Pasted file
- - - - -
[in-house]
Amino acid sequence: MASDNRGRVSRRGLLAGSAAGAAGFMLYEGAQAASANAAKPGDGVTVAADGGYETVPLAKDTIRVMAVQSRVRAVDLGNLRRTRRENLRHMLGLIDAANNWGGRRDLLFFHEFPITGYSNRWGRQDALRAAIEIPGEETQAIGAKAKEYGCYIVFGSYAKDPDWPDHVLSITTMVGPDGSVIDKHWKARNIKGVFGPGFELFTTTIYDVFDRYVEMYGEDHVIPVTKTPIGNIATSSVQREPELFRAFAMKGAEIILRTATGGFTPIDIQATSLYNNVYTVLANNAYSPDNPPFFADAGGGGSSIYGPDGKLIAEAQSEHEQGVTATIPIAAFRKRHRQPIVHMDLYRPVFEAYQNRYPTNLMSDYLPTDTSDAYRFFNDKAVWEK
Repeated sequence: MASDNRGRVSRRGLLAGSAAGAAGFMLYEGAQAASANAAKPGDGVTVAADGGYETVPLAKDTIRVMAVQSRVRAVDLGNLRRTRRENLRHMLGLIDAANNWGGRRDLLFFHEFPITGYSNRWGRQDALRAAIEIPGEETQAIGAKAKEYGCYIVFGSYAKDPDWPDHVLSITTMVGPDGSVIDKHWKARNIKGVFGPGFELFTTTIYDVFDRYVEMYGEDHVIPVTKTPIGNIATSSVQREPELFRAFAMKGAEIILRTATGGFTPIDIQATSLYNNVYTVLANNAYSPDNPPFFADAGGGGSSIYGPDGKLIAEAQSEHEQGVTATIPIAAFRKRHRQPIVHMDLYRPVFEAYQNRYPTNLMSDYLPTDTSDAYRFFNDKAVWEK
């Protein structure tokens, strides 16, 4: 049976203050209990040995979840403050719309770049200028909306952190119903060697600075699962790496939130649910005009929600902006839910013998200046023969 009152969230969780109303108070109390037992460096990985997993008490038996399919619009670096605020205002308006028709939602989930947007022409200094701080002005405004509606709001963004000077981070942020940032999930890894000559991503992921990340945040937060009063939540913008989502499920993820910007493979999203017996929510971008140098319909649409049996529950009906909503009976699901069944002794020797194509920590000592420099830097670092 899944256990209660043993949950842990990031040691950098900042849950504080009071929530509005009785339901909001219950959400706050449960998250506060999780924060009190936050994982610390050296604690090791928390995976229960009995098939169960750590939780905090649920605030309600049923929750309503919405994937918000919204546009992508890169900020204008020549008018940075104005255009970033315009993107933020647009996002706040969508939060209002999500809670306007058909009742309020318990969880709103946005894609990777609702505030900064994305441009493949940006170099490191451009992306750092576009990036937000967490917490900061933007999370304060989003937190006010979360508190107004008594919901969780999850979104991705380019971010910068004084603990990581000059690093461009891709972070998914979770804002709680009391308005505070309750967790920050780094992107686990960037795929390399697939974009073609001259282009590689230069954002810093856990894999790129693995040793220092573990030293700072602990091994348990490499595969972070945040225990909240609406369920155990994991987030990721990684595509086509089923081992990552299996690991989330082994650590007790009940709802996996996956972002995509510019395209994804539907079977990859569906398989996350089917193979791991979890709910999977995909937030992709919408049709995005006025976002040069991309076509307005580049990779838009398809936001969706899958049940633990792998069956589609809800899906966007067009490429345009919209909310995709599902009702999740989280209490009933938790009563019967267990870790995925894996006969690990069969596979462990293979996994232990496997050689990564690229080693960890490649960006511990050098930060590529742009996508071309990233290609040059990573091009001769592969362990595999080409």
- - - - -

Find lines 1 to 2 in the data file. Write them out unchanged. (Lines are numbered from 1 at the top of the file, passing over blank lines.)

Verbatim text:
[in-house]
Amino acid sequence: MASDNRGRVSRRGLLAGSAAGAAGFMLYEGAQAASANAAKPGDGVTVAADGGYETVPLAKDTIRVMAVQSRVRAVDLGNLRRTRRENLRHMLGLIDAANNWGGRRDLLFFHEFPITGYSNRWGRQDALRAAIEIPGEETQAIGAKAKEYGCYIVFGSYAKDPDWPDHVLSITTMVGPDGSVIDKHWKARNIKGVFGPGFELFTTTIYDVFDRYVEMYGEDHVIPVTKTPIGNIATSSVQREPELFRAFAMKGAEIILRTATGGFTPIDIQATSLYNNVYTVLANNAYSPDNPPFFADAGGGGSSIYGPDGKLIAEAQSEHEQGVTATIPIAAFRKRHRQPIVHMDLYRPVFEAYQNRYPTNLMSDYLPTDTSDAYRFFNDKAVWEK